• S Spacing Use only one space after punctuation. What? I know that you have probably been taught to hit the spacebar twice when you have finished a sentence. On a typewriter you should, because all of the letters are monospaced—meaning that they all take up the same amount of space. You need two spaces at the end of a sentence so that your eye can distinguish where a new sentence begins. Check out the example below: Notice how the letters are evenly spaced. The letters in each column line up. However, on a computer, the letters are proportional—meaning that they only take up the space they need (i.e. the letter “i” takes up much less space than the letter “w”.) Notice how the text takes up less space. You only need to put one space after each sentence because your eye is able to see where your sentence has ended. CLICK
  • U nderlining Don’t underline. Underlining is for typewriters; italic is for professional text. Take a look around. Have you seen underlined text in a professional document? Chances are you haven’t. Even the American Psychological Association has changed its style so that you no longer underline the title of a book, you italicize it. That’s because the computer gives you the ability to do this. When using the typewriter, all we could do is underline a word we wanted to emphasize. But now we have more options, including bold type, larger type, or a different font. If you really want the look of an underline, don’t just use the underline style that appears on your toolbar. Try drawing a line, or sometimes called a rule. This way, you can determine its color, size, and positioning. This is an underlined phrase. This phrase has a rule drawn under it. This phrase has an italic word. CLICK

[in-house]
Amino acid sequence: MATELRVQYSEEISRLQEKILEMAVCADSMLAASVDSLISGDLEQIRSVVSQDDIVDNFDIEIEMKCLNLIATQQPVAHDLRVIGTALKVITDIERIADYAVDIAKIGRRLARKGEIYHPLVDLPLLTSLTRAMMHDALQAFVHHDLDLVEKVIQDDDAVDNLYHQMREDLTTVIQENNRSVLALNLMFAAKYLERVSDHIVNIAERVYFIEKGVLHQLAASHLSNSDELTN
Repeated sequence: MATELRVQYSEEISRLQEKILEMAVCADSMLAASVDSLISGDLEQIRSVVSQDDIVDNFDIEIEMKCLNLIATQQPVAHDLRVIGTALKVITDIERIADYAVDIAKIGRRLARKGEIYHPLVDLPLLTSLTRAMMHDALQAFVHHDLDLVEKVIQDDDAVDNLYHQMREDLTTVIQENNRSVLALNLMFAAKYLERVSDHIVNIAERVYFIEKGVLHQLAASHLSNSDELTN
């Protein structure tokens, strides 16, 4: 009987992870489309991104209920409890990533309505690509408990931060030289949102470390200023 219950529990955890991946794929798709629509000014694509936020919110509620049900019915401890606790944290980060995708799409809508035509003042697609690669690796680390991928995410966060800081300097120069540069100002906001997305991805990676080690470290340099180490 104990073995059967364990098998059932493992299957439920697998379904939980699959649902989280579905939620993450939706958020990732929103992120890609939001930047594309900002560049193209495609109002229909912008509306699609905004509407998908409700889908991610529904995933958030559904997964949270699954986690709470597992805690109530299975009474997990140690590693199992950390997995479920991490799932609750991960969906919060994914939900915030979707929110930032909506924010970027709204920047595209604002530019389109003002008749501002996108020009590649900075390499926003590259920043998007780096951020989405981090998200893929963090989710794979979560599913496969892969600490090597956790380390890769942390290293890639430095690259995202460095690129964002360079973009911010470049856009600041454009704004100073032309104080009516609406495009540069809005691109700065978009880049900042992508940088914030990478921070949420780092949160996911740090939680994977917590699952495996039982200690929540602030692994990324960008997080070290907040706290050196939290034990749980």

• C apitals Very rarely use all capital letters. When using a typewriter, you only had one font type to work with. So when you wanted to make a headline, you would often type it in all capital letters. The problem with this is that text in all capital letters is much more difficult to read. Mainly because your eye relies on the shape of the word to read it. Look at the examples, can you tell what they are? Now look at them in all caps. Their shape no longer helps you read them. DOG BIGGER THE COMPUTER LETS US USE BOLD, ITALICS OR OTHER FONTS TO CREATE HEADINGS. HOWEVER, IT IS PARTIC-ULARLY IMPORTANT THAT YOU DON’T USE ALL CAPS WHEN WRITING PARAGRAPHS OF TEXT. DID YOU READ THIS PARAGRAPH MUCH SLOWER THAN THE ONE ABOVE? CLICK